Why are they going to pick me? So, I’m looking at people who’ve got something to say. Not just too fancy doing a podcast. You can learn the podcast everywhere, so do it there. What I can offer is the process of thinking through what is your message and finding your voice. That’s an overused phrase, but finding your voice, but using your voice. How do you put it to work? How do you connect with people? How do you build a community of people who want to hear from you? And that’s not easy to do. So I think that’s the kind of area where I want to develop. And I think there needs to be something of a community space.
Health Hats: Yeah, that, that makes a lot of sense. I’m a persistent guy, but I don’t know that I would still be doing this if we didn’t have our Sunday group. Yeah. I feel like we’ve been learning together and experimenting together, and one of the things that I find exciting about hearing about what you’re doing is your use of natural sound. That’s fascinating. And, as you said, forget the wind. I know the episodes where I can hear you walking and the crunch of the leaves under your feet or the frost. Yeah. I remember you had an episode. And then there was an episode of the alpacas spitting.
Steve Heatherington: That was like getting stroppy with each other.
Health Hats: Absolutely. So, I learn a lot. They’re like different problems. Having the community like a muscle through some of those challenges is helpful. All right. Listen, we’ve done our half hour, which is what we said we would do.
Steve Heatherington: Thanks, Steve. Okay.
Health Hats: I appreciate this. I appreciate you. Thank you too. I’ll talk to you on Sunday. Yeah. Okay. All right. Take care.
Podcasting offers Steve and me many opportunities and satisfies many creative itches. He’s focusing on story and community for podcasting. I’m focusing on music in podcasting. I’m working on recording myself playing Goodbye Pork Pie Hat by Charles Mingus as a Patreon benefit. Stretching, stretching.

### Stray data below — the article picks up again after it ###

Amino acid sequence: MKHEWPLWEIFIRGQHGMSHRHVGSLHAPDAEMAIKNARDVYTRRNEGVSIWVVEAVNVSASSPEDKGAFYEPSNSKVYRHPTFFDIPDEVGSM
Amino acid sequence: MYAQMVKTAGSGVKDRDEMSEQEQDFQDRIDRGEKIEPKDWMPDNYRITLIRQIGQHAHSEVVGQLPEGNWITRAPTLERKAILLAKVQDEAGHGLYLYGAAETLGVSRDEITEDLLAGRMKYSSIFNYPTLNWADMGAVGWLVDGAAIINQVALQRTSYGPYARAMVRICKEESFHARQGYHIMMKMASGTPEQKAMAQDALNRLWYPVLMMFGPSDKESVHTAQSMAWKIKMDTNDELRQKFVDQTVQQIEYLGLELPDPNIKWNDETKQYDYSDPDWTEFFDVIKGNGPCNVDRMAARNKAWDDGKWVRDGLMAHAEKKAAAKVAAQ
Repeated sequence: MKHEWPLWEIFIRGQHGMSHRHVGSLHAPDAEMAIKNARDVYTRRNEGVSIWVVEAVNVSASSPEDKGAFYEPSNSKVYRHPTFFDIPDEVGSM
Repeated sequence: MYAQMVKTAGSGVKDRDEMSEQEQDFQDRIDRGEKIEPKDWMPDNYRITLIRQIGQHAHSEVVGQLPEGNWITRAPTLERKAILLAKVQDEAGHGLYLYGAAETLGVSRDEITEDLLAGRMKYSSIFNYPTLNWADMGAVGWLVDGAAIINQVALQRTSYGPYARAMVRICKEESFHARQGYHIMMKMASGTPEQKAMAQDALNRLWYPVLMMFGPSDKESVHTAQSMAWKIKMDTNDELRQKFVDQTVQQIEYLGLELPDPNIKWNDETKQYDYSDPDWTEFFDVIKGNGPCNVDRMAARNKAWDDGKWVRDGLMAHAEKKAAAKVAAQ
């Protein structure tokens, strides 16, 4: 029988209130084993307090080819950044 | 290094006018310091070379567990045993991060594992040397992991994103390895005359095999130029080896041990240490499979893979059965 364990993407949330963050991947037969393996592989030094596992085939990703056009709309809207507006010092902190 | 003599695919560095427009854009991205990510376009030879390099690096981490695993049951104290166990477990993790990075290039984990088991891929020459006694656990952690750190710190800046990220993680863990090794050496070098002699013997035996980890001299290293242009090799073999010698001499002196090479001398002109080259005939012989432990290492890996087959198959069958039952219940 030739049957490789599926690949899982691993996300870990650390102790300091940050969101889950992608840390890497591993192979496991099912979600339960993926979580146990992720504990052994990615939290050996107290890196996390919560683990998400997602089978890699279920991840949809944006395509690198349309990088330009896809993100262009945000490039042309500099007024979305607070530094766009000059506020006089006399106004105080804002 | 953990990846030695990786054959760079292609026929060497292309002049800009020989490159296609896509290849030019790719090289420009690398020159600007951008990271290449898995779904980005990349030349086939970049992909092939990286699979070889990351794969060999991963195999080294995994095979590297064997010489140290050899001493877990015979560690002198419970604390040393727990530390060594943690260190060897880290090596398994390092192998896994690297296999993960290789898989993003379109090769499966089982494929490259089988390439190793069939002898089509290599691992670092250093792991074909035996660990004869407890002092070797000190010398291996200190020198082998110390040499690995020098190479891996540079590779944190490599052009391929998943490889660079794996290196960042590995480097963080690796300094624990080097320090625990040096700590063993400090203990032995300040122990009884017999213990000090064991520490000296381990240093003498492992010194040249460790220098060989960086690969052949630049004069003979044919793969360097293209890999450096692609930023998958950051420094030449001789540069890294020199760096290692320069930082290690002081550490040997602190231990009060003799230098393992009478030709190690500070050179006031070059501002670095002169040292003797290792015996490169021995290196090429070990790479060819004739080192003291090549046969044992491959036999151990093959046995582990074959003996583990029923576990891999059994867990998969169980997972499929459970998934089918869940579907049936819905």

Once again, thank you all, valued supporters. I do it for you and me, of course.
I host, write, edit, engineer, and produce Health Hats, the Podcast. Kayla Nelson provides website and social media consultation and manages dissemination. Joey van Leeuwen supplies musical support, especially for the podcast intro and outro. I play bari sax on some episodes alone or with the Lechuga Fresca Latin Band. I’m grateful to you, who have the most critical roles as listeners, readers, and watchers. See the show notes, previous podcasts, and other resources through my website, www.health-hats.com, and YouTube channel. Please subscribe and contribute. If you like it, share it. See you around the block!
Please comment and ask questions
- at the comment section at the bottom of the show notes
- on LinkedIn
- via email
- YouTube channel
- DM on Instagram, Twitter, Mastadon to @healthhats
Web and Social Media Coach, Dissemination Kayla Nelson @lifeoflesion
Leon van Leeuwen edits the article-grade transcript.
Music on intro and outro by permission from Joey van Leeuwen, Drummer, Composer, and Arranger including Moe’s Blues for Proem and Reflection
Vulture Couple by Rich Rieger used with permission
Woman and clown by Diana Feil on Unsplash
Bonus Scrabble Photo by Frugal Flyer on Unsplash
MRI Image from https://fineartamerica.cam
Girl with oranges on eyes Photo by Noah Buscher on Unsplash
The views and opinions presented in this podcast and publication are solely my responsibility and do not necessarily represent the views of the Patient-Centered Outcomes Research Institute® (PCORI®), its Board of Governors, or Methodology Committee. Danny van Leeuwen (Health Hats)
Inspired by and grateful to Heidi Frei, Jane Bendell, Tania Marien, Curtis Kates, Matt Neil, Oscar and Leon van Leeuwen
Steve Heatherington’s Alpaca Tribe podcast
Creative Commons Licensing
The material found on this website created by me is Open Source and licensed under Creative Commons Attribution. Anyone may use the material (written, audio, or video) freely at no charge. Please cite the source as: ‘From Danny van Leeuwen, Health Hats. (including the link to my website). I welcome edits and improvements. Please let me know. firstname.lastname@example.org. The material on this site created by others is theirs, and use follows their guidelines.